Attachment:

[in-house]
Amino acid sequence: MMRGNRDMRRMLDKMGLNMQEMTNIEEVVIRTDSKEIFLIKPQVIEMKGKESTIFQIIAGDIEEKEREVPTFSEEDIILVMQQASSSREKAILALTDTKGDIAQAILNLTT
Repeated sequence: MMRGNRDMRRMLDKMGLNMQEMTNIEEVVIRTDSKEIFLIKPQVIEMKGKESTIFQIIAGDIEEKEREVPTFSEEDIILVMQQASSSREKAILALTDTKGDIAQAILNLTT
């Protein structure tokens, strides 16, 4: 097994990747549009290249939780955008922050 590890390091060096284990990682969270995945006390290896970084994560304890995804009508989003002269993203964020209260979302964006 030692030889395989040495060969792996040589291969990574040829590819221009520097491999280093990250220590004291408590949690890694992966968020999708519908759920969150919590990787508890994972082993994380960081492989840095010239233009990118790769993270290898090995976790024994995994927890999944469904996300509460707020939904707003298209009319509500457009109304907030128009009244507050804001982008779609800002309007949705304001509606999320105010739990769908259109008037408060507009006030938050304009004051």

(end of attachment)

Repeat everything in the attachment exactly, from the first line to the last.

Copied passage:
[in-house]
Amino acid sequence: MMRGNRDMRRMLDKMGLNMQEMTNIEEVVIRTDSKEIFLIKPQVIEMKGKESTIFQIIAGDIEEKEREVPTFSEEDIILVMQQASSSREKAILALTDTKGDIAQAILNLTT
Repeated sequence: MMRGNRDMRRMLDKMGLNMQEMTNIEEVVIRTDSKEIFLIKPQVIEMKGKESTIFQIIAGDIEEKEREVPTFSEEDIILVMQQASSSREKAILALTDTKGDIAQAILNLTT
């Protein structure tokens, strides 16, 4: 097994990747549009290249939780955008922050 590890390091060096284990990682969270995945006390290896970084994560304890995804009508989003002269993203964020209260979302964006 030692030889395989040495060969792996040589291969990574040829590819221009520097491999280093990250220590004291408590949690890694992966968020999708519908759920969150919590990787508890994972082993994380960081492989840095010239233009990118790769993270290898090995976790024994995994927890999944469904996300509460707020939904707003298209009319509500457009109304907030128009009244507050804001982008779609800002309007949705304001509606999320105010739990769908259109008037408060507009006030938050304009004051």